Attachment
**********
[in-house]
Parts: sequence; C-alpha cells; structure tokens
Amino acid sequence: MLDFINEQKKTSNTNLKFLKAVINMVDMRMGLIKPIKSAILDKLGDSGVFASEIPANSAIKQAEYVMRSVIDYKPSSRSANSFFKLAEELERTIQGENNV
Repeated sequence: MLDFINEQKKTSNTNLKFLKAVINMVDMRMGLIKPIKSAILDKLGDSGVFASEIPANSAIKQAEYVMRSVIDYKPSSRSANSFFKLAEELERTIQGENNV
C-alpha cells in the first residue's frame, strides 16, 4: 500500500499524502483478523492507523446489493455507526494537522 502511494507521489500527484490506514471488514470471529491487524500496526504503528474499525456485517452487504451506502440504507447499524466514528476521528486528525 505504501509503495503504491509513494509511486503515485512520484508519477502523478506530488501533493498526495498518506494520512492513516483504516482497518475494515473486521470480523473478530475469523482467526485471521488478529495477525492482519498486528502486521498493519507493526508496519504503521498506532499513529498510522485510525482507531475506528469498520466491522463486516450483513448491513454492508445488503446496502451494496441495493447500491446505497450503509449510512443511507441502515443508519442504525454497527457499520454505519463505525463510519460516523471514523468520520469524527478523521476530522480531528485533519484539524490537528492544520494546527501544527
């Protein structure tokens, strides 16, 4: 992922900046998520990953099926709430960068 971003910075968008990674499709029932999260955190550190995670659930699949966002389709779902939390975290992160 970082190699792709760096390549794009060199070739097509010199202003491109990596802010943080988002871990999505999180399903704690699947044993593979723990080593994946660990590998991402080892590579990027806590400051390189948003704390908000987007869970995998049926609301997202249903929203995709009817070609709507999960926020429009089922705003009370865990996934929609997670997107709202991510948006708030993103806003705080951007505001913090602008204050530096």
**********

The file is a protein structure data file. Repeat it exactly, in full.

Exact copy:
[in-house]
Parts: sequence; C-alpha cells; structure tokens
Amino acid sequence: MLDFINEQKKTSNTNLKFLKAVINMVDMRMGLIKPIKSAILDKLGDSGVFASEIPANSAIKQAEYVMRSVIDYKPSSRSANSFFKLAEELERTIQGENNV
Repeated sequence: MLDFINEQKKTSNTNLKFLKAVINMVDMRMGLIKPIKSAILDKLGDSGVFASEIPANSAIKQAEYVMRSVIDYKPSSRSANSFFKLAEELERTIQGENNV
C-alpha cells in the first residue's frame, strides 16, 4: 500500500499524502483478523492507523446489493455507526494537522 502511494507521489500527484490506514471488514470471529491487524500496526504503528474499525456485517452487504451506502440504507447499524466514528476521528486528525 505504501509503495503504491509513494509511486503515485512520484508519477502523478506530488501533493498526495498518506494520512492513516483504516482497518475494515473486521470480523473478530475469523482467526485471521488478529495477525492482519498486528502486521498493519507493526508496519504503521498506532499513529498510522485510525482507531475506528469498520466491522463486516450483513448491513454492508445488503446496502451494496441495493447500491446505497450503509449510512443511507441502515443508519442504525454497527457499520454505519463505525463510519460516523471514523468520520469524527478523521476530522480531528485533519484539524490537528492544520494546527501544527
């Protein structure tokens, strides 16, 4: 992922900046998520990953099926709430960068 971003910075968008990674499709029932999260955190550190995670659930699949966002389709779902939390975290992160 970082190699792709760096390549794009060199070739097509010199202003491109990596802010943080988002871990999505999180399903704690699947044993593979723990080593994946660990590998991402080892590579990027806590400051390189948003704390908000987007869970995998049926609301997202249903929203995709009817070609709507999960926020429009089922705003009370865990996934929609997670997107709202991510948006708030993103806003705080951007505001913090602008204050530096």